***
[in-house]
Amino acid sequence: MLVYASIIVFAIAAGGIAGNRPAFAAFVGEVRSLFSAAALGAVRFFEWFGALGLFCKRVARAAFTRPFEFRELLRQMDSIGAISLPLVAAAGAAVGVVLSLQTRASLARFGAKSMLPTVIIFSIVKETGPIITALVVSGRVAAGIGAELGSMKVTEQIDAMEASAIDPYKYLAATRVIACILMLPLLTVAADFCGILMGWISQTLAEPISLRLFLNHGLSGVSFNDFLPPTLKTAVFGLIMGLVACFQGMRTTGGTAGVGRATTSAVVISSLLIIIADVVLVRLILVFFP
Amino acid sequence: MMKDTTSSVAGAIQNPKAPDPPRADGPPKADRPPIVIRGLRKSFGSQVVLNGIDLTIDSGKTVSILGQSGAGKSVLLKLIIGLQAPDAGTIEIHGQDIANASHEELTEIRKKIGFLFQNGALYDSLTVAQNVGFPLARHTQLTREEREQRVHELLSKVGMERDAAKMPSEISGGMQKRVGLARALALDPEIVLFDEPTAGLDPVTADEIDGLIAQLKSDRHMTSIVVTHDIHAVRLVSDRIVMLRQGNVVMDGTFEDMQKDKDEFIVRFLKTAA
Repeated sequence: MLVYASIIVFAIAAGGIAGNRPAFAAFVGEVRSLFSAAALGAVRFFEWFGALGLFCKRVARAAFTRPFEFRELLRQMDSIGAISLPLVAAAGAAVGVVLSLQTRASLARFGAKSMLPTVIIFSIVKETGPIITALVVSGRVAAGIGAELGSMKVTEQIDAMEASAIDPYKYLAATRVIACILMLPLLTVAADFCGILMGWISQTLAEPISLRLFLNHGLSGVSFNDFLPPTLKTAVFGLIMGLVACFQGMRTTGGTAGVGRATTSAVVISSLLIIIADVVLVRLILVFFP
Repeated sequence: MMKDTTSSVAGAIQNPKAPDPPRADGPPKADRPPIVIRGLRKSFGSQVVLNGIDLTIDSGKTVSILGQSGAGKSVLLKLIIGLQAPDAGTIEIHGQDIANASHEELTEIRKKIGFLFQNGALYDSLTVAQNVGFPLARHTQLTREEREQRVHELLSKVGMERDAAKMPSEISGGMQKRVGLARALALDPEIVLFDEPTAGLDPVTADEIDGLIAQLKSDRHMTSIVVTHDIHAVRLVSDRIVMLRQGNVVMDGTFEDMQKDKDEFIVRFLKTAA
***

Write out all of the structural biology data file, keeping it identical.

[in-house]
Amino acid sequence: MLVYASIIVFAIAAGGIAGNRPAFAAFVGEVRSLFSAAALGAVRFFEWFGALGLFCKRVARAAFTRPFEFRELLRQMDSIGAISLPLVAAAGAAVGVVLSLQTRASLARFGAKSMLPTVIIFSIVKETGPIITALVVSGRVAAGIGAELGSMKVTEQIDAMEASAIDPYKYLAATRVIACILMLPLLTVAADFCGILMGWISQTLAEPISLRLFLNHGLSGVSFNDFLPPTLKTAVFGLIMGLVACFQGMRTTGGTAGVGRATTSAVVISSLLIIIADVVLVRLILVFFP
Amino acid sequence: MMKDTTSSVAGAIQNPKAPDPPRADGPPKADRPPIVIRGLRKSFGSQVVLNGIDLTIDSGKTVSILGQSGAGKSVLLKLIIGLQAPDAGTIEIHGQDIANASHEELTEIRKKIGFLFQNGALYDSLTVAQNVGFPLARHTQLTREEREQRVHELLSKVGMERDAAKMPSEISGGMQKRVGLARALALDPEIVLFDEPTAGLDPVTADEIDGLIAQLKSDRHMTSIVVTHDIHAVRLVSDRIVMLRQGNVVMDGTFEDMQKDKDEFIVRFLKTAA
Repeated sequence: MLVYASIIVFAIAAGGIAGNRPAFAAFVGEVRSLFSAAALGAVRFFEWFGALGLFCKRVARAAFTRPFEFRELLRQMDSIGAISLPLVAAAGAAVGVVLSLQTRASLARFGAKSMLPTVIIFSIVKETGPIITALVVSGRVAAGIGAELGSMKVTEQIDAMEASAIDPYKYLAATRVIACILMLPLLTVAADFCGILMGWISQTLAEPISLRLFLNHGLSGVSFNDFLPPTLKTAVFGLIMGLVACFQGMRTTGGTAGVGRATTSAVVISSLLIIIADVVLVRLILVFFP
Repeated sequence: MMKDTTSSVAGAIQNPKAPDPPRADGPPKADRPPIVIRGLRKSFGSQVVLNGIDLTIDSGKTVSILGQSGAGKSVLLKLIIGLQAPDAGTIEIHGQDIANASHEELTEIRKKIGFLFQNGALYDSLTVAQNVGFPLARHTQLTREEREQRVHELLSKVGMERDAAKMPSEISGGMQKRVGLARALALDPEIVLFDEPTAGLDPVTADEIDGLIAQLKSDRHMTSIVVTHDIHAVRLVSDRIVMLRQGNVVMDGTFEDMQKDKDEFIVRFLKTAA